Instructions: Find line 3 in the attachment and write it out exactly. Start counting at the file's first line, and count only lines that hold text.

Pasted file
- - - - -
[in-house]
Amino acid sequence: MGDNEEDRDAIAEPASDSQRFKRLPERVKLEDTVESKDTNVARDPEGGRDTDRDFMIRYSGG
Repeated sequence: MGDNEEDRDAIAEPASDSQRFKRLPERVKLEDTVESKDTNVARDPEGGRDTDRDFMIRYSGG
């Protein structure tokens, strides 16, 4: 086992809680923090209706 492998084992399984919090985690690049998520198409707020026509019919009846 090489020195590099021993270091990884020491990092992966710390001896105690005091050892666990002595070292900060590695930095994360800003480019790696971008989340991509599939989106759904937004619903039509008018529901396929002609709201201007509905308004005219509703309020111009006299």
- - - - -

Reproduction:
Repeated sequence: MGDNEEDRDAIAEPASDSQRFKRLPERVKLEDTVESKDTNVARDPEGGRDTDRDFMIRYSGG